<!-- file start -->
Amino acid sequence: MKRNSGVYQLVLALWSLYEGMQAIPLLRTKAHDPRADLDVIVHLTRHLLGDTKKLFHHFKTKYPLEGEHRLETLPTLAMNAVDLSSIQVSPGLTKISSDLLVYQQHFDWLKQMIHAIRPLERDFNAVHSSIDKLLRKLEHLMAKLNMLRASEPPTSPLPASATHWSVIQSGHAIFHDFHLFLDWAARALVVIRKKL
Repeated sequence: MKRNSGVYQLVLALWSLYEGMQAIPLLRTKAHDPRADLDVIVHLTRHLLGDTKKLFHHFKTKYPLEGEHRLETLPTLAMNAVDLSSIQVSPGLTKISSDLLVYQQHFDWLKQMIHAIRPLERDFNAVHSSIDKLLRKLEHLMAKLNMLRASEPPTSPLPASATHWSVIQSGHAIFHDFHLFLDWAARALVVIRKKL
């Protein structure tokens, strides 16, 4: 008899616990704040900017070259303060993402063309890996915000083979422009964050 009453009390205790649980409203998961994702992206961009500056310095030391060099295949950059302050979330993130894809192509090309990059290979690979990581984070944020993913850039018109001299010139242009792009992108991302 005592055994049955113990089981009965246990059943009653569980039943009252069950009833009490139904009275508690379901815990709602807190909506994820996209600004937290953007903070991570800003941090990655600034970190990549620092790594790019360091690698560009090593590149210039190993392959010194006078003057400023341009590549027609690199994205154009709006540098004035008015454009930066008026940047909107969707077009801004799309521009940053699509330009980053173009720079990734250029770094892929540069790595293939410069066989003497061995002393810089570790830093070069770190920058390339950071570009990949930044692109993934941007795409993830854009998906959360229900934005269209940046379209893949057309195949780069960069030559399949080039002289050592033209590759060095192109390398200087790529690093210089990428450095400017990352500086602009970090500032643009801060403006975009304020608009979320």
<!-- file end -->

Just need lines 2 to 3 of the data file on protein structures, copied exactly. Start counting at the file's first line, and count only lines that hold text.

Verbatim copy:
Repeated sequence: MKRNSGVYQLVLALWSLYEGMQAIPLLRTKAHDPRADLDVIVHLTRHLLGDTKKLFHHFKTKYPLEGEHRLETLPTLAMNAVDLSSIQVSPGLTKISSDLLVYQQHFDWLKQMIHAIRPLERDFNAVHSSIDKLLRKLEHLMAKLNMLRASEPPTSPLPASATHWSVIQSGHAIFHDFHLFLDWAARALVVIRKKL
């Protein structure tokens, strides 16, 4: 008899616990704040900017070259303060993402063309890996915000083979422009964050 009453009390205790649980409203998961994702992206961009500056310095030391060099295949950059302050979330993130894809192509090309990059290979690979990581984070944020993913850039018109001299010139242009792009992108991302 005592055994049955113990089981009965246990059943009653569980039943009252069950009833009490139904009275508690379901815990709602807190909506994820996209600004937290953007903070991570800003941090990655600034970190990549620092790594790019360091690698560009090593590149210039190993392959010194006078003057400023341009590549027609690199994205154009709006540098004035008015454009930066008026940047909107969707077009801004799309521009940053699509330009980053173009720079990734250029770094892929540069790595293939410069066989003497061995002393810089570790830093070069770190920058390339950071570009990949930044692109993934941007795409993830854009998906959360229900934005269209940046379209893949057309195949780069960069030559399949080039002289050592033209590759060095192109390398200087790529690093210089990428450095400017990352500086602009970090500032643009801060403006975009304020608009979320």